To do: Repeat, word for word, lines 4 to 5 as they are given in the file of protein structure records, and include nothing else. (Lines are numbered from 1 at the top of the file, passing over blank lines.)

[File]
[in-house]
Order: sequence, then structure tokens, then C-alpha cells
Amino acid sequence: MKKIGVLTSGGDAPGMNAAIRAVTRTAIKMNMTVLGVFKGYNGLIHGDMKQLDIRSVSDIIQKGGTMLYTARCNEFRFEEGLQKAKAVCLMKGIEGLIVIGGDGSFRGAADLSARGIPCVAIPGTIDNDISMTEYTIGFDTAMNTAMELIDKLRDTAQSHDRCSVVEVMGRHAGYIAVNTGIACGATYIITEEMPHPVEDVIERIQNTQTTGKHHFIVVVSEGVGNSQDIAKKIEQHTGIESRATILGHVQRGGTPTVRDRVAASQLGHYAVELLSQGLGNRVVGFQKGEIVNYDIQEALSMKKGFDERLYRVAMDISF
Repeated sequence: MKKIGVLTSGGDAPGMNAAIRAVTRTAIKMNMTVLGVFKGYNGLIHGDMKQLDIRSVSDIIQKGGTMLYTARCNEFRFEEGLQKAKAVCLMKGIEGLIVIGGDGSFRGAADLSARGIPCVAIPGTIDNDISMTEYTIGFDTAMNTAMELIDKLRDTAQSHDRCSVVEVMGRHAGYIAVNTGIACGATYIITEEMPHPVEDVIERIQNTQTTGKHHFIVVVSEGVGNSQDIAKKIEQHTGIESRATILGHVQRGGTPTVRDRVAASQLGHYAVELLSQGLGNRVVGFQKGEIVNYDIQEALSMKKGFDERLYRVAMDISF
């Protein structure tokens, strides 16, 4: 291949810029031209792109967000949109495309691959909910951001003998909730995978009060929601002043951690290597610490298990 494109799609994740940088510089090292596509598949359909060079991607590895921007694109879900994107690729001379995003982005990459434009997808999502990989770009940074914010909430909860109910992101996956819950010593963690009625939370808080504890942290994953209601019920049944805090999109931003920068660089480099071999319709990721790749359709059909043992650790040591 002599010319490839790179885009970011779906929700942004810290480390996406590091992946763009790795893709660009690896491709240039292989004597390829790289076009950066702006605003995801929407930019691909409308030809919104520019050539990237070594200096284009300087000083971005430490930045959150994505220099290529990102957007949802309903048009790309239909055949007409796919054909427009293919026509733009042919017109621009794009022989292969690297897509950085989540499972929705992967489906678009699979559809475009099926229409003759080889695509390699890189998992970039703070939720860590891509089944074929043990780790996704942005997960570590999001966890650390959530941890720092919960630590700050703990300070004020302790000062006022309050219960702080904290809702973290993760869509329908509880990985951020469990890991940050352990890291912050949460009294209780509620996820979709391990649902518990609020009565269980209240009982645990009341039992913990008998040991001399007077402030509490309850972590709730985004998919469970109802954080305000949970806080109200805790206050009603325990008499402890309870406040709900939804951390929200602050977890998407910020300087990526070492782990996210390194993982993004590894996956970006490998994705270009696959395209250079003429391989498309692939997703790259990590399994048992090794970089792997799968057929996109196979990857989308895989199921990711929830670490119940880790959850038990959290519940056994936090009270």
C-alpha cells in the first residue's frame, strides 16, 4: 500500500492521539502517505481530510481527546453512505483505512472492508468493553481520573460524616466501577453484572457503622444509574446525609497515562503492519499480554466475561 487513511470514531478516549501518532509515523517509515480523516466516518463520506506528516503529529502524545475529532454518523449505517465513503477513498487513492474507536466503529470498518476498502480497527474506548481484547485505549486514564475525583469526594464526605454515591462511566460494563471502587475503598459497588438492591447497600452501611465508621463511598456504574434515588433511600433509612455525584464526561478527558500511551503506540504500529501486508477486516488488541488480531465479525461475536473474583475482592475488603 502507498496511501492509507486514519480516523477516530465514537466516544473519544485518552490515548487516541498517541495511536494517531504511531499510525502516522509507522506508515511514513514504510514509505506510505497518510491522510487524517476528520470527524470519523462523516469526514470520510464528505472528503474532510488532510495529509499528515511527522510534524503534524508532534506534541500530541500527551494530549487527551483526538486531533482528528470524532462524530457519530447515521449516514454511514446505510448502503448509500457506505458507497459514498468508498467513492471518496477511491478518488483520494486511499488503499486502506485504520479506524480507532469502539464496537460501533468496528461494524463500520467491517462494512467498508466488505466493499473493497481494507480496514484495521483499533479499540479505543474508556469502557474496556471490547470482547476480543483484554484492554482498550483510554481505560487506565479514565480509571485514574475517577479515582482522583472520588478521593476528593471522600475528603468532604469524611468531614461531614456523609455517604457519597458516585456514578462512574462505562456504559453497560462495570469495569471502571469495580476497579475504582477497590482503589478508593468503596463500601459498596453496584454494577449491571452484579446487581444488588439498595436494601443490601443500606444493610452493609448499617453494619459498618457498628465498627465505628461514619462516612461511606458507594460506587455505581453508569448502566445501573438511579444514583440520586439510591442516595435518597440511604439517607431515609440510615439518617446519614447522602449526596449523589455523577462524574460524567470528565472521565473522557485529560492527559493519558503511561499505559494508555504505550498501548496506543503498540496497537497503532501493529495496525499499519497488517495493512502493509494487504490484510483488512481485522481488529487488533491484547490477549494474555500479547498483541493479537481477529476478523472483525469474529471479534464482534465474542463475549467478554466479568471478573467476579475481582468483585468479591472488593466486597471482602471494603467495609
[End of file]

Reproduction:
Repeated sequence: MKKIGVLTSGGDAPGMNAAIRAVTRTAIKMNMTVLGVFKGYNGLIHGDMKQLDIRSVSDIIQKGGTMLYTARCNEFRFEEGLQKAKAVCLMKGIEGLIVIGGDGSFRGAADLSARGIPCVAIPGTIDNDISMTEYTIGFDTAMNTAMELIDKLRDTAQSHDRCSVVEVMGRHAGYIAVNTGIACGATYIITEEMPHPVEDVIERIQNTQTTGKHHFIVVVSEGVGNSQDIAKKIEQHTGIESRATILGHVQRGGTPTVRDRVAASQLGHYAVELLSQGLGNRVVGFQKGEIVNYDIQEALSMKKGFDERLYRVAMDISF
């Protein structure tokens, strides 16, 4: 291949810029031209792109967000949109495309691959909910951001003998909730995978009060929601002043951690290597610490298990 494109799609994740940088510089090292596509598949359909060079991607590895921007694109879900994107690729001379995003982005990459434009997808999502990989770009940074914010909430909860109910992101996956819950010593963690009625939370808080504890942290994953209601019920049944805090999109931003920068660089480099071999319709990721790749359709059909043992650790040591 002599010319490839790179885009970011779906929700942004810290480390996406590091992946763009790795893709660009690896491709240039292989004597390829790289076009950066702006605003995801929407930019691909409308030809919104520019050539990237070594200096284009300087000083971005430490930045959150994505220099290529990102957007949802309903048009790309239909055949007409796919054909427009293919026509733009042919017109621009794009022989292969690297897509950085989540499972929705992967489906678009699979559809475009099926229409003759080889695509390699890189998992970039703070939720860590891509089944074929043990780790996704942005997960570590999001966890650390959530941890720092919960630590700050703990300070004020302790000062006022309050219960702080904290809702973290993760869509329908509880990985951020469990890991940050352990890291912050949460009294209780509620996820979709391990649902518990609020009565269980209240009982645990009341039992913990008998040991001399007077402030509490309850972590709730985004998919469970109802954080305000949970806080109200805790206050009603325990008499402890309870406040709900939804951390929200602050977890998407910020300087990526070492782990996210390194993982993004590894996956970006490998994705270009696959395209250079003429391989498309692939997703790259990590399994048992090794970089792997799968057929996109196979990857989308895989199921990711929830670490119940880790959850038990959290519940056994936090009270």